Linked by Thom Holwerda on Tue 26th Jul 2011 21:14 UTC
Apple Petty Apple is petty. Amazon, Kobo, and others have changed their applications to conform to Apple's App Store rules, and if there's one word that describes the situation these booksellers are in, it's petty. Still, it's leading to good things: Kobo has announced it's going to bypass the App Store by writing an HTML5 e-reader for iOS (and thus, for other HTML5-capable mobile devices).
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RE[7]: Not surprising, really!
by Laurence on Sun 31st Jul 2011 21:12 UTC in reply to "RE[6]: Not surprising, really!"
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"Lead to understand" by whom? Please cite your sources for that claim.

You mean like how you cited your sources? lol

Unlike you, I do not sleep alone.

No need to get catty. I have a girlfriend ans she likes to dress up. We share a bed and occasionally have sex too.

I'll assume you wanted to know all these details seeming as you brought up my personal life. ;)

I don't want to keep my significant other awake if I decide to read in bed for another half an hour or so after she's ready to drift off.

Surely the back light on an iPad is just as bad as having a bedside light on in that respect?!

I can't speak for your "significant other", but my girlfriend can't sleep if I'm playing on my phone and that chucks out half the light that a tablet would.

Of course you can put on a "bed-side lamp" to read. It's not like you're going to keep anyone else awake. You know what's "ideal for your sort of problem"? Single serving frozen dinners.

Lay off the oestrogen will you; I'm trying to have a mature discussion here.

Reading magazines is rare? Do you stop and gawk when you see someone reading Popular Photography, Smithsonian, Rolling Stone, Car and Driver, Boating, Motorcyclist, or Wired? The National Directory of Magazines lists over twenty thousand different magazine titles just in the U.S. and Canada. There are far more magazines sold than books.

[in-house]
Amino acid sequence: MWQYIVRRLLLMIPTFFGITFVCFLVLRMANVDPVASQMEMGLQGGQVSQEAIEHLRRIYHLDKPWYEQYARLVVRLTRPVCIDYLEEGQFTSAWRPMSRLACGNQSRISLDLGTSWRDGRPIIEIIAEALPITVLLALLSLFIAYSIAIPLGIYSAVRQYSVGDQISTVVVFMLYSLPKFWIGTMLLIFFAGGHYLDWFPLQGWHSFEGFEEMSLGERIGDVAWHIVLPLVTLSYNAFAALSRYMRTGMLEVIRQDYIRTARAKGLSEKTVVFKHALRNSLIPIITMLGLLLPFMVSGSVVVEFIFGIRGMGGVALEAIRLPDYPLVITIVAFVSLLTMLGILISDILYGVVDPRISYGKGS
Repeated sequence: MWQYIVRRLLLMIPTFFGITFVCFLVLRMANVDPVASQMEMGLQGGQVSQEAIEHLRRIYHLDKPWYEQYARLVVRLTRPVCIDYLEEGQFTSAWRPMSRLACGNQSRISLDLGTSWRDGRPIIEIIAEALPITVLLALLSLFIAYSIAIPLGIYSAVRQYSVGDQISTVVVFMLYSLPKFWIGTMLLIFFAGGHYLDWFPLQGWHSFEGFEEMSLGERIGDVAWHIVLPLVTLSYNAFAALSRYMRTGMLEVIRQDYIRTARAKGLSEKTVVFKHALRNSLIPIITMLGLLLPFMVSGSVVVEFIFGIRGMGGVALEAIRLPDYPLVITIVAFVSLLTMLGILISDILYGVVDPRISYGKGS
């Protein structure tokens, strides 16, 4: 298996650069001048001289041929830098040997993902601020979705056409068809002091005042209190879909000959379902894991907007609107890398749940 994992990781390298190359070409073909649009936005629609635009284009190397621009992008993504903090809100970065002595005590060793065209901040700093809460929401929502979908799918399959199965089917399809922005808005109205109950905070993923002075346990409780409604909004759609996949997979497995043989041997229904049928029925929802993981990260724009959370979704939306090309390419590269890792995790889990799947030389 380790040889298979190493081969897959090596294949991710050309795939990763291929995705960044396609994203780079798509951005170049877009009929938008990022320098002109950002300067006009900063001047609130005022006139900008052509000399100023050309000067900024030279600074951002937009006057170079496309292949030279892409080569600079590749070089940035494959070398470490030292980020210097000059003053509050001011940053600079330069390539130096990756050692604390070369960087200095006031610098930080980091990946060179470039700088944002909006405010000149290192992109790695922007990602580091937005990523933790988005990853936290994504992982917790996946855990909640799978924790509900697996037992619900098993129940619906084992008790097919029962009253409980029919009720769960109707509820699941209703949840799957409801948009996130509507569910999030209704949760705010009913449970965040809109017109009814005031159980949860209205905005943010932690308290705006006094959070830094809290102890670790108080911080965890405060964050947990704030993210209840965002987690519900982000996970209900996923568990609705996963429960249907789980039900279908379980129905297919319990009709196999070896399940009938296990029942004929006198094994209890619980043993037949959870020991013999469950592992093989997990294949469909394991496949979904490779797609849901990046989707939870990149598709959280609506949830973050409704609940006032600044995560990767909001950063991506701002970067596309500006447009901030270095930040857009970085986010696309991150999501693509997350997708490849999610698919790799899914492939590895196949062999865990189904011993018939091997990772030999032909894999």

There is this little thing called "context".
As far as I know, (and I'm open to being proved wrong if you can provide hard statistical evidence), magazines are seldom bought and read on eBook-like devices compared to novels.
These devices are built and sold to people who are heavy readers. It might be quite a specific niche, but it's still a huge market. eMagazine sales, in comparison to eBook sales, are significantly lower.

You are claiming that it's rare for people to read non-fiction books with color photos, drawings, graphs, and charts?

No, I said it's rare for people to read technical manuals (which you specified) in comparison to novels.
Again, please don't drop the context to just win an argument as you'll ultimately just make this whole discussion pointless.

Normal people are living life; they are enjoying travel, sports, and hobbies, and reading about those things in full-color, glossy (like the screen of an iPad) magazines and richly illustrated books. That's partly why 29 million iPads have been sold while only 1.5 million Kindles have been sold -- despite the Kindle being sold for twice as long and at a fraction of the price.

Most people who bought an iPad didn't buy it because they were specifically just after an eBook reader. Again, you're failing to compare like for like.

If you wanted something that could read magazines AND surf the internet, then yes a tablet such as the iPad is a better purchase. However if you JUST want to read books then it isn't.

I appreciate your specific usage means you happen to prefer the iPad. That's fine. We all have a preference in these things. However don't think that just because you prefer LCD to eInk that everyone else should or would. And, most importantly, don't lower discussions to personal jabs as you just undermine your whole credibility - as a wise man once said: if you can't reason with logic then you have no reason to begin with. ;)

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